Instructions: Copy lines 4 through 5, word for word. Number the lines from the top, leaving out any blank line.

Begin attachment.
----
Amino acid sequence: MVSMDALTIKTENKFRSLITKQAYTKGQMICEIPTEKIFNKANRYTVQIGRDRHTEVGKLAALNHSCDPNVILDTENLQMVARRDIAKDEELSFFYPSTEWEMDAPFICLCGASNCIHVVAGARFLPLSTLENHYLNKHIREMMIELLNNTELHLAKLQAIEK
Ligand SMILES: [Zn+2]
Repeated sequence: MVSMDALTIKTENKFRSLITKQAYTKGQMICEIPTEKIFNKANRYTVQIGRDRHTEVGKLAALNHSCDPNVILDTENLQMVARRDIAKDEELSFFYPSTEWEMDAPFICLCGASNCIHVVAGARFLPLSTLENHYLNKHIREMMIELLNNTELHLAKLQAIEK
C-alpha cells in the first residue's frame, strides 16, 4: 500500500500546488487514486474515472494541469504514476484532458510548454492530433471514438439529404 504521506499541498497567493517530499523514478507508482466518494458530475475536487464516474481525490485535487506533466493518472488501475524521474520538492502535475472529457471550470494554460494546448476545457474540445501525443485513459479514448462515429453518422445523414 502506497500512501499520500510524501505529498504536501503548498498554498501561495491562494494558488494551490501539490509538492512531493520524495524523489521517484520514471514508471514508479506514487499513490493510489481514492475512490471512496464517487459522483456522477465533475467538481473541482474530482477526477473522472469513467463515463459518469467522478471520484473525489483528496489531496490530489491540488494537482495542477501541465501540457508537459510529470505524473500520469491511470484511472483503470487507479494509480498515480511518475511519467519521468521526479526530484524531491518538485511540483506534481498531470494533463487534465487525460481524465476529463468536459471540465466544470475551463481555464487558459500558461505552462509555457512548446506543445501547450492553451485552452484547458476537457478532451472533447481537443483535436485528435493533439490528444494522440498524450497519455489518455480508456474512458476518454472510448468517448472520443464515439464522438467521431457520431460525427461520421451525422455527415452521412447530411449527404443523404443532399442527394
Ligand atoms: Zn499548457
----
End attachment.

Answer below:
C-alpha cells in the first residue's frame, strides 16, 4: 500500500500546488487514486474515472494541469504514476484532458510548454492530433471514438439529404 504521506499541498497567493517530499523514478507508482466518494458530475475536487464516474481525490485535487506533466493518472488501475524521474520538492502535475472529457471550470494554460494546448476545457474540445501525443485513459479514448462515429453518422445523414 502506497500512501499520500510524501505529498504536501503548498498554498501561495491562494494558488494551490501539490509538492512531493520524495524523489521517484520514471514508471514508479506514487499513490493510489481514492475512490471512496464517487459522483456522477465533475467538481473541482474530482477526477473522472469513467463515463459518469467522478471520484473525489483528496489531496490530489491540488494537482495542477501541465501540457508537459510529470505524473500520469491511470484511472483503470487507479494509480498515480511518475511519467519521468521526479526530484524531491518538485511540483506534481498531470494533463487534465487525460481524465476529463468536459471540465466544470475551463481555464487558459500558461505552462509555457512548446506543445501547450492553451485552452484547458476537457478532451472533447481537443483535436485528435493533439490528444494522440498524450497519455489518455480508456474512458476518454472510448468517448472520443464515439464522438467521431457520431460525427461520421451525422455527415452521412447530411449527404443523404443532399442527394
Ligand atoms: Zn499548457